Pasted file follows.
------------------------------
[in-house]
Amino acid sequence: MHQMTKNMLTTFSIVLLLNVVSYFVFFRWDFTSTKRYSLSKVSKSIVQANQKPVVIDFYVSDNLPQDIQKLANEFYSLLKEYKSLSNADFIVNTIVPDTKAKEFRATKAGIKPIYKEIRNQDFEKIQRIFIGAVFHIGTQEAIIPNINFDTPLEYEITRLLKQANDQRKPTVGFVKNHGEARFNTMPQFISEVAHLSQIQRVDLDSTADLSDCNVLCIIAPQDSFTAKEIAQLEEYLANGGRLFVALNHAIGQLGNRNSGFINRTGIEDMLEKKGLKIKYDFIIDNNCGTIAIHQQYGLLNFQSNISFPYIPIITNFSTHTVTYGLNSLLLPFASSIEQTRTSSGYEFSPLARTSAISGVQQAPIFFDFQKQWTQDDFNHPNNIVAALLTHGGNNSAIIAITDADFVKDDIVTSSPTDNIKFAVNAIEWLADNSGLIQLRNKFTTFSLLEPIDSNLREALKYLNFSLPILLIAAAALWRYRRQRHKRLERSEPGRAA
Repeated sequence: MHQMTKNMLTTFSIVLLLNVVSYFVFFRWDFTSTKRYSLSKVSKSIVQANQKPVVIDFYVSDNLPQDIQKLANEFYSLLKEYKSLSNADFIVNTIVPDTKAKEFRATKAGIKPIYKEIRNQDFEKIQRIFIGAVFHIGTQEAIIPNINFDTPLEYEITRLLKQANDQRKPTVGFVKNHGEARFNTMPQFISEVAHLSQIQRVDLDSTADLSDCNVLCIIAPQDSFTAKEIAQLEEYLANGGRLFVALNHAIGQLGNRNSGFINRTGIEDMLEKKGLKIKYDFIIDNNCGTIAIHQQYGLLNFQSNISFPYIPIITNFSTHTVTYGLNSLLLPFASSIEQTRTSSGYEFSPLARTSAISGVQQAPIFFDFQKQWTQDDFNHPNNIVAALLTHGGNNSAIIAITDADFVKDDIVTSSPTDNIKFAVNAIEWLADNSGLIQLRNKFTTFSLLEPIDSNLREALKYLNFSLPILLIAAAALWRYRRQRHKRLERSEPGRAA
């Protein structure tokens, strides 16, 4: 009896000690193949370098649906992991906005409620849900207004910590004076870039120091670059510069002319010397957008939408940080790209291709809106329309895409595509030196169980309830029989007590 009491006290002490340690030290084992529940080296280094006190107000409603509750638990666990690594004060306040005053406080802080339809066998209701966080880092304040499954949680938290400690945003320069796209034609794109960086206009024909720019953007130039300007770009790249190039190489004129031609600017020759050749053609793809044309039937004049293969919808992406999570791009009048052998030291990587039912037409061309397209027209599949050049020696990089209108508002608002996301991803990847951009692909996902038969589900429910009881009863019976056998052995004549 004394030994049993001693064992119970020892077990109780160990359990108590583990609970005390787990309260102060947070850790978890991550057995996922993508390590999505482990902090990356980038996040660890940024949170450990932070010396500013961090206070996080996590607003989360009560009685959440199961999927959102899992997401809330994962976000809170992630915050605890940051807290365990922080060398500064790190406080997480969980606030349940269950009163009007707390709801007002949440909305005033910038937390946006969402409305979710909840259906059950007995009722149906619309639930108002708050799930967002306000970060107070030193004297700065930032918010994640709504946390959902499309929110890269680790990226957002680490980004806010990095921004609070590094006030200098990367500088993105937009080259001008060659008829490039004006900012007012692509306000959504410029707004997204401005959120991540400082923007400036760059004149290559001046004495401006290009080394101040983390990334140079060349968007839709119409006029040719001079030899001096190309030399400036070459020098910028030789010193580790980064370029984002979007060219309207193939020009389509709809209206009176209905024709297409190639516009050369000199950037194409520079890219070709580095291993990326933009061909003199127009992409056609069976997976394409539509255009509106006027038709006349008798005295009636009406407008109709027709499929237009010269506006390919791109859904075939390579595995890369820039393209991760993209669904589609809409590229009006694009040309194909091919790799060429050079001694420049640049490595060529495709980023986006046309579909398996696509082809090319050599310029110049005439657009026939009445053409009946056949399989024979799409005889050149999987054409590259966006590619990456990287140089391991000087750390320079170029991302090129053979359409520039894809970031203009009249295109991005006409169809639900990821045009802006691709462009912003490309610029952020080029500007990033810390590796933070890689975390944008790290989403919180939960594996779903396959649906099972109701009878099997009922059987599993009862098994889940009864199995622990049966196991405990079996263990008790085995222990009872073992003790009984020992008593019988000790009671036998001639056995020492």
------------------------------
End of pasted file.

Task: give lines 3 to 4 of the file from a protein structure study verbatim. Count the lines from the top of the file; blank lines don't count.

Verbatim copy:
Repeated sequence: MHQMTKNMLTTFSIVLLLNVVSYFVFFRWDFTSTKRYSLSKVSKSIVQANQKPVVIDFYVSDNLPQDIQKLANEFYSLLKEYKSLSNADFIVNTIVPDTKAKEFRATKAGIKPIYKEIRNQDFEKIQRIFIGAVFHIGTQEAIIPNINFDTPLEYEITRLLKQANDQRKPTVGFVKNHGEARFNTMPQFISEVAHLSQIQRVDLDSTADLSDCNVLCIIAPQDSFTAKEIAQLEEYLANGGRLFVALNHAIGQLGNRNSGFINRTGIEDMLEKKGLKIKYDFIIDNNCGTIAIHQQYGLLNFQSNISFPYIPIITNFSTHTVTYGLNSLLLPFASSIEQTRTSSGYEFSPLARTSAISGVQQAPIFFDFQKQWTQDDFNHPNNIVAALLTHGGNNSAIIAITDADFVKDDIVTSSPTDNIKFAVNAIEWLADNSGLIQLRNKFTTFSLLEPIDSNLREALKYLNFSLPILLIAAAALWRYRRQRHKRLERSEPGRAA
């Protein structure tokens, strides 16, 4: 009896000690193949370098649906992991906005409620849900207004910590004076870039120091670059510069002319010397957008939408940080790209291709809106329309895409595509030196169980309830029989007590 009491006290002490340690030290084992529940080296280094006190107000409603509750638990666990690594004060306040005053406080802080339809066998209701966080880092304040499954949680938290400690945003320069796209034609794109960086206009024909720019953007130039300007770009790249190039190489004129031609600017020759050749053609793809044309039937004049293969919808992406999570791009009048052998030291990587039912037409061309397209027209599949050049020696990089209108508002608002996301991803990847951009692909996902038969589900429910009881009863019976056998052995004549 004394030994049993001693064992119970020892077990109780160990359990108590583990609970005390787990309260102060947070850790978890991550057995996922993508390590999505482990902090990356980038996040660890940024949170450990932070010396500013961090206070996080996590607003989360009560009685959440199961999927959102899992997401809330994962976000809170992630915050605890940051807290365990922080060398500064790190406080997480969980606030349940269950009163009007707390709801007002949440909305005033910038937390946006969402409305979710909840259906059950007995009722149906619309639930108002708050799930967002306000970060107070030193004297700065930032918010994640709504946390959902499309929110890269680790990226957002680490980004806010990095921004609070590094006030200098990367500088993105937009080259001008060659008829490039004006900012007012692509306000959504410029707004997204401005959120991540400082923007400036760059004149290559001046004495401006290009080394101040983390990334140079060349968007839709119409006029040719001079030899001096190309030399400036070459020098910028030789010193580790980064370029984002979007060219309207193939020009389509709809209206009176209905024709297409190639516009050369000199950037194409520079890219070709580095291993990326933009061909003199127009992409056609069976997976394409539509255009509106006027038709006349008798005295009636009406407008109709027709499929237009010269506006390919791109859904075939390579595995890369820039393209991760993209669904589609809409590229009006694009040309194909091919790799060429050079001694420049640049490595060529495709980023986006046309579909398996696509082809090319050599310029110049005439657009026939009445053409009946056949399989024979799409005889050149999987054409590259966006590619990456990287140089391991000087750390320079170029991302090129053979359409520039894809970031203009009249295109991005006409169809639900990821045009802006691709462009912003490309610029952020080029500007990033810390590796933070890689975390944008790290989403919180939960594996779903396959649906099972109701009878099997009922059987599993009862098994889940009864199995622990049966196991405990079996263990008790085995222990009872073992003790009984020992008593019988000790009671036998001639056995020492």